"We are just waiting for critical mass to be achieved. Once this is established, I know that we will be sweeping the market through word of mouth like we did in broadband," claims an optimistic Sinha.

MTNL, in all likelihood, will also be the first player to offer 3G mobile services.It has already placed an order with Motorola for supplying the necessary equipment and is set to begin commercial services within a month of receiving spectrum allocation.

Though it is yet to offer national long distance (NLD) services (it continues to use VSNL's long distance network), it has an NLD licence and is looking at getting more aggressive in this segment. Recently, it started a price war by slashing calling rates between Delhi and Mumbai to Rs 1.20 for three minutes, or local call charges.

The company has also undertaken an estimated Rs 12 billion project to provide international bandwidth. In conjunction with BSNL, Millennium Telecom (a subsidiary of MTNL) will build a submarine cable system from India to Singapore and Malaysia and another to West Asia, which can be extended to the US and Europe.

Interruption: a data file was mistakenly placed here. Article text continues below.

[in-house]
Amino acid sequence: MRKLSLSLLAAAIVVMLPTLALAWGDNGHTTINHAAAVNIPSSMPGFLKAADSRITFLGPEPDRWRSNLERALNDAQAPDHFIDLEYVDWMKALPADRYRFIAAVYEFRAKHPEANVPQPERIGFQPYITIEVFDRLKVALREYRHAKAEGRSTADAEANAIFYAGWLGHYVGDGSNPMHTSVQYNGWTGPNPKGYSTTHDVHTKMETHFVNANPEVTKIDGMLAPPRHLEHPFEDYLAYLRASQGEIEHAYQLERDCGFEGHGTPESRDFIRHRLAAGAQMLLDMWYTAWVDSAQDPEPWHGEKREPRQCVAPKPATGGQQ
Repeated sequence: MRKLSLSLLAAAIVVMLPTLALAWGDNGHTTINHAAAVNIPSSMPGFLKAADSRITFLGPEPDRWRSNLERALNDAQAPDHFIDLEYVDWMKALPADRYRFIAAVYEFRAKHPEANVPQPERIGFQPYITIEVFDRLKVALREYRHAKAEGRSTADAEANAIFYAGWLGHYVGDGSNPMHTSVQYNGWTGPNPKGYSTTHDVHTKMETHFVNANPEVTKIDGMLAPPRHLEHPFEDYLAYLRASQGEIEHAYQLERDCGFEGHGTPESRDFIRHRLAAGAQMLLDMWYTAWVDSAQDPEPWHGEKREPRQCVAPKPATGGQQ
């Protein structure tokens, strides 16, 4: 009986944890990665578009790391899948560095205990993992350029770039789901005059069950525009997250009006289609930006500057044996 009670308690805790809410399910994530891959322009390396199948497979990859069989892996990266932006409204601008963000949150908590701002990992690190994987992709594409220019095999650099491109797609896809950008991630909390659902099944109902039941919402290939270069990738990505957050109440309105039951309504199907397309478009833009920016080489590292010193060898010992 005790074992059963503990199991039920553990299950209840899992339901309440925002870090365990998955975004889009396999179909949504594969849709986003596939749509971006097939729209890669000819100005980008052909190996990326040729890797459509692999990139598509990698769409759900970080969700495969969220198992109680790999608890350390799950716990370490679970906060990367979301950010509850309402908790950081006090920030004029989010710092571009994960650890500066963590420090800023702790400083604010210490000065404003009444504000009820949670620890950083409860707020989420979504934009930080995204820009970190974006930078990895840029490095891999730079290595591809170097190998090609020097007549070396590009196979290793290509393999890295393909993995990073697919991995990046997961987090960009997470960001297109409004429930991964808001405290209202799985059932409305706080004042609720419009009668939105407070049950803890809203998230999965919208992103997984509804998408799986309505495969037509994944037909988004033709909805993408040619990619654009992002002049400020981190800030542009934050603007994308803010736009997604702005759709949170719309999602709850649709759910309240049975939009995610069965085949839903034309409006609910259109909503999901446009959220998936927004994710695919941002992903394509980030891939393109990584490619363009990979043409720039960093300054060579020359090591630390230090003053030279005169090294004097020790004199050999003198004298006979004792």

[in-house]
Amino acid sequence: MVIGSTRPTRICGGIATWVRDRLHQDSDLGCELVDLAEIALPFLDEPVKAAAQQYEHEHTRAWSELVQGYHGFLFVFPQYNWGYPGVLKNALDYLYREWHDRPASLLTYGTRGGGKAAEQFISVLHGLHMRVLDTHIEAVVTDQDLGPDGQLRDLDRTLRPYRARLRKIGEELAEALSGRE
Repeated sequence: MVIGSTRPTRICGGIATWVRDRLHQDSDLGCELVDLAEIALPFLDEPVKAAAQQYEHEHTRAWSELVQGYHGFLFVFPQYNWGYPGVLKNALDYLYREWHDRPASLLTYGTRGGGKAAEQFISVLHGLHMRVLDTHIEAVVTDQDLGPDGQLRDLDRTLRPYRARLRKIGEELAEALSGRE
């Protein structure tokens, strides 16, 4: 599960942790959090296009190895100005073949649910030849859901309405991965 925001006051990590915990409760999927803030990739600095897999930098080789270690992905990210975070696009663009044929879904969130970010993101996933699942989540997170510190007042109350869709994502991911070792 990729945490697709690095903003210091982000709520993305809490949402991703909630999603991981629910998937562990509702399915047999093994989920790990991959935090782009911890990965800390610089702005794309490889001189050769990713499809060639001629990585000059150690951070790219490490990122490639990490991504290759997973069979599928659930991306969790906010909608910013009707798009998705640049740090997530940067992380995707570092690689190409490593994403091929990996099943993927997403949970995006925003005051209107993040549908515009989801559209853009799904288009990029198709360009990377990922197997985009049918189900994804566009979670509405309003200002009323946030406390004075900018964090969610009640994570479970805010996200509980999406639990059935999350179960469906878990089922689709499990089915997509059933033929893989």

In 2006, MTNL started exploring opportunities to launch operations overseas. It bid for licences to start telephony services in Bhutan and Kenya but failed to clinch these. Meanwhile, the first phase of services to be offered by a joint venture between MTNL and Nepal has become operational. In Mauritius, where the company has been awarded a licence for fixed, GSM and international long distance services, a quick rollout is being planned.

All in all, the company is exploring every opportunity to reinvent itself.Through latest technologies (broadband and IPTV services), competitive tariffs, harnessing new talent, and introducing innovative value-added services. Private sector competition notwithstanding, MTNL certainly is not a write-off.
Shampa Bahadur